The Agfa Isolette II is the second rendition of a series of medium format folding cameras. It was produced during the 1950s, and usually came with an Apotar 85mm lens in a Prontor-S or Compur-Rapid shutter. It is a nice looking, well made camera; however the bellows was of low quality, and after decades almost all of them have light leaks.
It has double exposure prevention. The shutter button at the top of the camera will not work unless the camera is wound for the next shot. The shutter release (on the lens) can be operated with a cable release or with your finger to allow double exposures if wanted. The Apotar 85mm lens is considered "sharp" or "very sharp", producing quality 6x6 images;
however, the Solinar lens has been considered the best lens for the series.
|Vendor name ||Type ||Country of origin
|Lenses ||Elements In Group ||Focal length / Aperture
||3 element Apochromatic Anastigmat
|Year of production ||Dimensions ||Weight | Filter size
||143 x 96 x 39mm (closed) 143 x 96 x 99 ( open)
|Shutter ||Film type ||Link to Manual
||12 shoots on 120mm film 6x6cm
|Focusing aid ||Extra ||Speeds
||Double exposure prevention
||B, 1, 2, 5, 10, 25, 50, 100, 300 and switch for T
Not long after I began looking for older cameras to use in my photography, I noticed these folding medium format cameras. And when I saw this Agfa Isolette II, it was love at first sight. It's not original black leather and bellows, but having been totally refurbished with new cranberry bellows, adjusted and lubricated...it was ready to go. And it is a sweet camera. It folds into a truly pocket-sized unit, and is so nice to hold and use. It is strictly best judgement when it comes to focus. Guesstimate the distance in meters, set the focusing ring and shoot at f8 or so to make up for any error. Or, get an accessory rangefinder for assistance. This Agfa is definitely the creme of my camera collection so far, and the images I've made with it are noteworthy. If shot with the aperture wide open, the edges of the image are soft, just the way I like them to be. Otherwise the images are sharp and the shutter is like a whisper. This folder is a perfect camera if one wants to travel light, and still have a high quality 6X6cm negative.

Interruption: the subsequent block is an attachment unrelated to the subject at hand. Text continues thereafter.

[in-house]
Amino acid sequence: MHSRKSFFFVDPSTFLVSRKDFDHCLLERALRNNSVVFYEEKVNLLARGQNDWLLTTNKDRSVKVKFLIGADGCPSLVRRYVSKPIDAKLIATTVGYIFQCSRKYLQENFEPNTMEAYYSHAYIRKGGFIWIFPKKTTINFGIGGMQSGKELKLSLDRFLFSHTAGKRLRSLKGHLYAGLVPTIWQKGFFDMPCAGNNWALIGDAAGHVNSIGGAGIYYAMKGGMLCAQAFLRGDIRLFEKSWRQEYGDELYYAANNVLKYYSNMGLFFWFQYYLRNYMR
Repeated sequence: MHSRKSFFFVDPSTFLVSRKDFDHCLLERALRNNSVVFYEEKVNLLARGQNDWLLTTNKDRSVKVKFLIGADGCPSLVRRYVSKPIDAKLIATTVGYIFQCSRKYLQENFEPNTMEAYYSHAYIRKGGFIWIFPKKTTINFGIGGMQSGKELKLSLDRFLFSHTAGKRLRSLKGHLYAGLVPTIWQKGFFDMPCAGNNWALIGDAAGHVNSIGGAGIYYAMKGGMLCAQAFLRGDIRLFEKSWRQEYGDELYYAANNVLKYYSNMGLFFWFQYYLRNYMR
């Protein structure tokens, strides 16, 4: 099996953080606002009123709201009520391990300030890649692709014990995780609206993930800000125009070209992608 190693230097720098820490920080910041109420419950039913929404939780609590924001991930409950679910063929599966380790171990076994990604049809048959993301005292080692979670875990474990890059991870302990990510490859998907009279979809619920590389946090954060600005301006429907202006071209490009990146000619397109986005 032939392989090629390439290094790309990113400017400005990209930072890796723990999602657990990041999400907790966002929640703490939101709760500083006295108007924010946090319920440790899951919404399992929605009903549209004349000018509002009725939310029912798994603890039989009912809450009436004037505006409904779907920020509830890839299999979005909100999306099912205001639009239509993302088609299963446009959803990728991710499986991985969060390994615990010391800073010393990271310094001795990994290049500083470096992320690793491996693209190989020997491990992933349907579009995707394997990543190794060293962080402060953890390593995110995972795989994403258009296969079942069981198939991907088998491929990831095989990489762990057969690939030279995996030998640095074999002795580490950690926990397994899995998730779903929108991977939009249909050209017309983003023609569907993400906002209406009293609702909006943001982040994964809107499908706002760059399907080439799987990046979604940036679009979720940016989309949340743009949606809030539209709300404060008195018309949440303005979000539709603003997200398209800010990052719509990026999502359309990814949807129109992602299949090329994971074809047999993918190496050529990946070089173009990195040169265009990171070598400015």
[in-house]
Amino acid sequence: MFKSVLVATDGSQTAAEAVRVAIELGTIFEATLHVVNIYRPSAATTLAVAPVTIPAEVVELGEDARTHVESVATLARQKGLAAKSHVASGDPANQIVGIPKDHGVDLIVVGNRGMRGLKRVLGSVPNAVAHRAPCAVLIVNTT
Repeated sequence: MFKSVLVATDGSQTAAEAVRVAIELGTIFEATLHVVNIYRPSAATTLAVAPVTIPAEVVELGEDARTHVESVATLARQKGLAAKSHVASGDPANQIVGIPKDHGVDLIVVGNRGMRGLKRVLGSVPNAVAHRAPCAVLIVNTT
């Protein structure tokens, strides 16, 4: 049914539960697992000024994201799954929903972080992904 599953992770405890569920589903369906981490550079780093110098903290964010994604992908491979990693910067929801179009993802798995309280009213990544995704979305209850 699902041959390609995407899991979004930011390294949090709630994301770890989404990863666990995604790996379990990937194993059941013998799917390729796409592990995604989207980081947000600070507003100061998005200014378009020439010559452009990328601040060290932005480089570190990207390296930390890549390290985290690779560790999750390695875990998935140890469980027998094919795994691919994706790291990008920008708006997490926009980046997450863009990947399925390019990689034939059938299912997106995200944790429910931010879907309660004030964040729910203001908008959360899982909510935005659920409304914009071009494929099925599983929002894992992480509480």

The collapsed camera is a small ideal partner for travel. It has a front cell focusing lens. To obtain the proper focus you need to measure the distance between film plane and the subject, either with an external measuring device or by estimating the distance.
Several tools are available to measure focusing distance. The most popular is an external range finder, which can be mounted onto the cold shoe on top of the body. Several types are available on the used market. The best ones are made by Voigtlander and are usually accurate after decades without any maintenance. Other German made range finders such as Watameter, Leica, etc. are usually of high quality. I have had poor experiences with inexpensive Russian external meters - none of them that I tried worked without first undergoing
maintenance. An inexpensive solution is to use your SLR camera as a distance meter, or you can use a digital ultrasonic distance meter.